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The policing minister’s “egregious proposal” to link the UK’s passport database with facial recognition systems is “unethical and potentially unlawful”, according to the Scottish biometrics commissioner.
At the start of October 2023, policing minister Chris Philp, speaking at a fringe event of the Conservative Party Conference, outlined his plans to integrate data from the police national database (PND), the Passport Office and other national databases with facial recognition technology to help catch shoplifters and other criminals.
He said the proposed changes would enable police to find a match with the “click of one button”, adding that until a new data platform linking these currently disparate databases was up and running, police forces should search each database separately for the relevant information.
According to the 2021 census, just over 86% of the British public hold at least one passport.
Responding to Philp’s statements, Scottish biometrics commissioner Brian Plastow said he viewed “this egregious proposal as unethical and potentially unlawful”, and further condemned it “as a gross violation of British privacy principles”.
“The suggestion that images given voluntarily to UK government agencies for a specific purpose by law-abiding citizens to obtain a UK passport or UK driving licence should then be capable of being routinely accessed by the police and ‘bulk washed’ against images from low-level crime scenes is neither proportionate nor strictly necessary and would significantly damage public trust,” he said.
“In Scotland, it would also conflict with the Scottish biometrics commissioner’s statutory Code of Practice as approved by the Scottish Parliament,” Plastow added.
The code, which took effect in Scotland on 16 November 2022 following approval by the Scottish government, contains 12 principles – including accountability, privacy, necessity and proportionality – to ensure Scottish police use biometric data in a lawful and ethical manner.
Plastow also highlighted that the views expressed by the policing minister failed to take into account the consequences of devolution between Westminster and Holyrood, and the reality that policing in Scotland was “(mostly) devolved” as a result.
“In any debates about the future of ‘UK’ policing databases, it is important that Westminster ministers do not make unilateral policy declarations without consulting the devolved nations of the UK who both contribute data to, and co-fund, those UK policing databases, and who operate under entirely distinct legal frameworks for policing and criminal justice,” he said.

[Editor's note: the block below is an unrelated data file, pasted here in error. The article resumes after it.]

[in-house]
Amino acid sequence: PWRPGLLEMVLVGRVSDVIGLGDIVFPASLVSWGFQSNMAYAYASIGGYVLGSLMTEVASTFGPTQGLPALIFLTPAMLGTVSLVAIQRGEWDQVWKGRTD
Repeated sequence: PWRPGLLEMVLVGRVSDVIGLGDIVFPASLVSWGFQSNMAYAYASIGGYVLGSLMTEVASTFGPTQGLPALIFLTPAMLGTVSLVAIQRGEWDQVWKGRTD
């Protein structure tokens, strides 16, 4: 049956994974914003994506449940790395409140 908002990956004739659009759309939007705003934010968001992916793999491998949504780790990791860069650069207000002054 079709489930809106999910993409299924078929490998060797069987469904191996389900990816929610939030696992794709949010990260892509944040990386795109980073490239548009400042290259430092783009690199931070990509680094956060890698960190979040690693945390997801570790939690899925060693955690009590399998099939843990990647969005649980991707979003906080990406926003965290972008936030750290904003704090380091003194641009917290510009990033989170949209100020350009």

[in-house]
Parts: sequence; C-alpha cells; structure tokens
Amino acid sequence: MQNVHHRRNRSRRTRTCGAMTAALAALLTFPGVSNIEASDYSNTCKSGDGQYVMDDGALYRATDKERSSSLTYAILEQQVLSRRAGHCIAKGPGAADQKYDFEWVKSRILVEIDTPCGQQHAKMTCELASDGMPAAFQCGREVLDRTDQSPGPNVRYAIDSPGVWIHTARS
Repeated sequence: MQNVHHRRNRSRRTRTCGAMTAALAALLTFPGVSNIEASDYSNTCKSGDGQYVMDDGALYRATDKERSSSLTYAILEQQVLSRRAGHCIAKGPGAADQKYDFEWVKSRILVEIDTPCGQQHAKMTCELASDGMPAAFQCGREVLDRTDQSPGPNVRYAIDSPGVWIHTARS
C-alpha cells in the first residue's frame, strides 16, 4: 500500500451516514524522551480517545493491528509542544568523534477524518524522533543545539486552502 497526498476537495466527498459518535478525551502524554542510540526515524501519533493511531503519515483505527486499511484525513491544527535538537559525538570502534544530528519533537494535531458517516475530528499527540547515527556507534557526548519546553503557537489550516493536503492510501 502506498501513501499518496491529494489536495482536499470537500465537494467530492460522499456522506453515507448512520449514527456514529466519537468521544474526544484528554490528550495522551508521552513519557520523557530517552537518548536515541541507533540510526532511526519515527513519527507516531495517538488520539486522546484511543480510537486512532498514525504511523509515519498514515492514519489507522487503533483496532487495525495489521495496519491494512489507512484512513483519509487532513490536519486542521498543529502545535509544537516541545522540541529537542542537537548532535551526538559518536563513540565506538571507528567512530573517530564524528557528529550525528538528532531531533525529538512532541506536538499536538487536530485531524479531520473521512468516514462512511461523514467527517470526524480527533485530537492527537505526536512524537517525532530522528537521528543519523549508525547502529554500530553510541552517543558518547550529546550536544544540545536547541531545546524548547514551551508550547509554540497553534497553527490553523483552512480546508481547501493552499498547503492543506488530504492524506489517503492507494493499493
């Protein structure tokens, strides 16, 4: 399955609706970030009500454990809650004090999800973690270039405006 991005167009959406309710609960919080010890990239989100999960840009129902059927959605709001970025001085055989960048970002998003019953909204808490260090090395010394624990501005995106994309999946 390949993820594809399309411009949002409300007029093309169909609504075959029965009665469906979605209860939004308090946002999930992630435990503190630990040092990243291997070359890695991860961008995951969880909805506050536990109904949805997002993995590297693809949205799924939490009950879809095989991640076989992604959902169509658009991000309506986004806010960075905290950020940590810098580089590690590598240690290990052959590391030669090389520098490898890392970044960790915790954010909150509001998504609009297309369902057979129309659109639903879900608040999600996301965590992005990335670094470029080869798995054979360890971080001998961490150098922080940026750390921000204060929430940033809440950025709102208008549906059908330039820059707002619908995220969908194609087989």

Computer Weekly contacted the Home Office for comment on Plastow’s response, and for confirmation on whether plans to link the passport database to police facial recognition systems were still on the table.
“The government is committed to making sure the police have the tools and technology they need to solve and prevent crimes, bring offenders to justice, and keep people safe,” said a Home Office spokesperson.
“Technology such as facial recognition can help the police quickly and accurately identify those wanted for serious crimes, as well as missing or vulnerable people. It also frees up police time and resources, meaning more officers can be out on the beat, engaging with communities and carrying out complex investigations.
“We are working with policing to enable seamless searching of relevant images where it is necessary and proportionate for them to do so to investigate crime and protect the public.”
Philp’s proposal was slammed at the time by a range of actors – including the biometric and surveillance camera commissioner for England and Wales, Fraser Sampson, as well as various non-governmental organisations and academics – who said the “authoritarian” measure threatened people’s basic liberties and freedoms. They also questioned the proportionality and necessity of the measure.
There are also pre-existing issues with the legality of how certain biometric information is being already stored by UK police. In 2012, a High Court ruling specifically found the retention of custody images in the PND to be unlawful on the basis that information about unconvicted people was being treated in the same way as information about people who were ultimately convicted, and that the six-year retention period was disproportionate.
Speaking to Parliament’s Joint Committee on Human Rights (JCHR) in February 2023, Sampson, as the current biometrics commissioner for England and Wales, said: “I’m here today saying there are probably several million of those records still,” adding that the response from policing bodies and the Home Office (which owns most of the biometric database used by UK police) was to point out the information is held on a database with no bulk deletion capability.
Both Parliament and civil society have also repeatedly called for new legal frameworks to govern law enforcement’s use of biometrics – including a House of Lords inquiry into police use of advanced algorithmic technologies; the UK’s Equalities and Human Rights Commission; an independent inquiry by Matthew Ryder KC; the outgoing biometrics commissioner Fraser Sampson; the former biometrics commissioner Paul Wiles; and the House of Commons Science and Technology Committee, which called for a moratorium on live facial recognition as far back as July 2019.
However, the government maintains that there is “already a comprehensive framework” in place.
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